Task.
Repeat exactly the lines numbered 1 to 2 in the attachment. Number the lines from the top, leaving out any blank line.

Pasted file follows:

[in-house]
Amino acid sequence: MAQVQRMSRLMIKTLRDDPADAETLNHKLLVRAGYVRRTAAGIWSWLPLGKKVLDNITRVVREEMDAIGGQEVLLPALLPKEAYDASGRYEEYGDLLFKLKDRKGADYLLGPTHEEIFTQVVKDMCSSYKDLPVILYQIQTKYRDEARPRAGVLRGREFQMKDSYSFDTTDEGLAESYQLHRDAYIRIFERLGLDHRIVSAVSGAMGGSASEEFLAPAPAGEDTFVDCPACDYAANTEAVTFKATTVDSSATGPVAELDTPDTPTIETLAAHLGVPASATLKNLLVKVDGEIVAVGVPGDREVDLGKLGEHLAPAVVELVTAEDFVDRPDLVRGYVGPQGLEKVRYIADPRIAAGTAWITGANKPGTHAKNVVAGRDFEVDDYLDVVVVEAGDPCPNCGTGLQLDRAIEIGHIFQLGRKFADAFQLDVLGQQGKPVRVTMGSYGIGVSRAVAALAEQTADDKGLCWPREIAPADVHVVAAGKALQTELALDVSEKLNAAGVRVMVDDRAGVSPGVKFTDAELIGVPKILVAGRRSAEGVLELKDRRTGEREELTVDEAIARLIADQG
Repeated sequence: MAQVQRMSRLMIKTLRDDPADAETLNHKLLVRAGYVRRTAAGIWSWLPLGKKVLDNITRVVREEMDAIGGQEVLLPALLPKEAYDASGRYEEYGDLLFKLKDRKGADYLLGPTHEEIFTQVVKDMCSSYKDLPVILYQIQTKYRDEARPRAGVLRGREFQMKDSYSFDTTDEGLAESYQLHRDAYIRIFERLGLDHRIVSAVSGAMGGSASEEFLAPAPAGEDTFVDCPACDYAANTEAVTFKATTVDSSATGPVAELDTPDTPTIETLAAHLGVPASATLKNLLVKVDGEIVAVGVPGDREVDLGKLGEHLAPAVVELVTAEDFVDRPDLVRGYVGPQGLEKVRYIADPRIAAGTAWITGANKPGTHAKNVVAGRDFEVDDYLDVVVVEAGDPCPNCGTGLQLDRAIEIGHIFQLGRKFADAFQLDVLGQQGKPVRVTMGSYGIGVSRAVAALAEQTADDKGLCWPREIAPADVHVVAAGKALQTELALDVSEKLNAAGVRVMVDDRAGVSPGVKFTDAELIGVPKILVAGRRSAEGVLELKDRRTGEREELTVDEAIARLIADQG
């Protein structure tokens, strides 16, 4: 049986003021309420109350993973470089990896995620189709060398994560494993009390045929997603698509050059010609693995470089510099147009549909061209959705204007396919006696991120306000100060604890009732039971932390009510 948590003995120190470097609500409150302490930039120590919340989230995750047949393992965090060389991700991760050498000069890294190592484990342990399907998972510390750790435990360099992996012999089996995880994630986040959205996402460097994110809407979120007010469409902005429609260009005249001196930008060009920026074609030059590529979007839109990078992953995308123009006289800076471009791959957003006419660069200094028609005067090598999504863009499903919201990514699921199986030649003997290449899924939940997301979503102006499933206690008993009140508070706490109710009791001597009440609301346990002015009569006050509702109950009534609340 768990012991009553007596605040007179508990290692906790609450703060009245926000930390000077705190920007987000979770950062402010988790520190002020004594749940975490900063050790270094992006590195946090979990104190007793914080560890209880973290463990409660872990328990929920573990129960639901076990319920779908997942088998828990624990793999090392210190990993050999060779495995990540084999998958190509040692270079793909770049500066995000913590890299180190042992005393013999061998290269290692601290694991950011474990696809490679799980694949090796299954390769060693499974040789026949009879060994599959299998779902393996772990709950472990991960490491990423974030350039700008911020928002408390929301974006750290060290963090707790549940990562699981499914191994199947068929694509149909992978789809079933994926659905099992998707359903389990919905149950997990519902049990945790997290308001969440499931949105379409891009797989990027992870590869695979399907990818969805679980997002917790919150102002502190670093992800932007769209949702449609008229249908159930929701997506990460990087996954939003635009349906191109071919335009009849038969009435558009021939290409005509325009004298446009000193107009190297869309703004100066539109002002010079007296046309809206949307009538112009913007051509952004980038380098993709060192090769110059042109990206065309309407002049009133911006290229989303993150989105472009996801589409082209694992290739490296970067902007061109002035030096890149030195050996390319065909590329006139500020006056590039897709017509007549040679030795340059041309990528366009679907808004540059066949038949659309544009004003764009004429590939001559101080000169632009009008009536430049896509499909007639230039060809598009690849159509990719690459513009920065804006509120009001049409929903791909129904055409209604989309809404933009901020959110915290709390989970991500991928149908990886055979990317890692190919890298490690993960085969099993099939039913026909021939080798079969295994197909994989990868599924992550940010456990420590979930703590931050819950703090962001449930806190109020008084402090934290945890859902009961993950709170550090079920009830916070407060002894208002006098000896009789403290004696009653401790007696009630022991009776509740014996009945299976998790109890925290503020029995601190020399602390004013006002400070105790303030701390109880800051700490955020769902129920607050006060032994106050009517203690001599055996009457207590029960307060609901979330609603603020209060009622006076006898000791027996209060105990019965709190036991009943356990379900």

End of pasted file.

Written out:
[in-house]
Amino acid sequence: MAQVQRMSRLMIKTLRDDPADAETLNHKLLVRAGYVRRTAAGIWSWLPLGKKVLDNITRVVREEMDAIGGQEVLLPALLPKEAYDASGRYEEYGDLLFKLKDRKGADYLLGPTHEEIFTQVVKDMCSSYKDLPVILYQIQTKYRDEARPRAGVLRGREFQMKDSYSFDTTDEGLAESYQLHRDAYIRIFERLGLDHRIVSAVSGAMGGSASEEFLAPAPAGEDTFVDCPACDYAANTEAVTFKATTVDSSATGPVAELDTPDTPTIETLAAHLGVPASATLKNLLVKVDGEIVAVGVPGDREVDLGKLGEHLAPAVVELVTAEDFVDRPDLVRGYVGPQGLEKVRYIADPRIAAGTAWITGANKPGTHAKNVVAGRDFEVDDYLDVVVVEAGDPCPNCGTGLQLDRAIEIGHIFQLGRKFADAFQLDVLGQQGKPVRVTMGSYGIGVSRAVAALAEQTADDKGLCWPREIAPADVHVVAAGKALQTELALDVSEKLNAAGVRVMVDDRAGVSPGVKFTDAELIGVPKILVAGRRSAEGVLELKDRRTGEREELTVDEAIARLIADQG